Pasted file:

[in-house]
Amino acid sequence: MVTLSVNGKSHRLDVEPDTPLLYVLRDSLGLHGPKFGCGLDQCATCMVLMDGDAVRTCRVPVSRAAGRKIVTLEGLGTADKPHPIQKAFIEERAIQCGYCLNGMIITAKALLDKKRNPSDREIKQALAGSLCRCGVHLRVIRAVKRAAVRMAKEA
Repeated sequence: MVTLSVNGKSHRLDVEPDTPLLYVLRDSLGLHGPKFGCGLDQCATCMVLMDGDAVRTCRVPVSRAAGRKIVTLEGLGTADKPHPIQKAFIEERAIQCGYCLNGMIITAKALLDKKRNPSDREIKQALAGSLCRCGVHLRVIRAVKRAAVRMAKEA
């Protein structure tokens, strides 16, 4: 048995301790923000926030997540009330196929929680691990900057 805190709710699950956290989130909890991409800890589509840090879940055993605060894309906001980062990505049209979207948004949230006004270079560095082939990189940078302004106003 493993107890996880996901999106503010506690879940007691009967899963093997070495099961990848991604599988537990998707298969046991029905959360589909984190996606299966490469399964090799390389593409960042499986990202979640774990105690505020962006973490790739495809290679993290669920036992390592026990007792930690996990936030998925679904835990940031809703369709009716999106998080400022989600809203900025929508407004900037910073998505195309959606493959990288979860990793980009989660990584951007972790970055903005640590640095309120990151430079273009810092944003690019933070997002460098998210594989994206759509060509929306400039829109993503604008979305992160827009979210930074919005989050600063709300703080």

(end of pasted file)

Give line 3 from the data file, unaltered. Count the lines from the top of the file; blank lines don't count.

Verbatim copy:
Repeated sequence: MVTLSVNGKSHRLDVEPDTPLLYVLRDSLGLHGPKFGCGLDQCATCMVLMDGDAVRTCRVPVSRAAGRKIVTLEGLGTADKPHPIQKAFIEERAIQCGYCLNGMIITAKALLDKKRNPSDREIKQALAGSLCRCGVHLRVIRAVKRAAVRMAKEA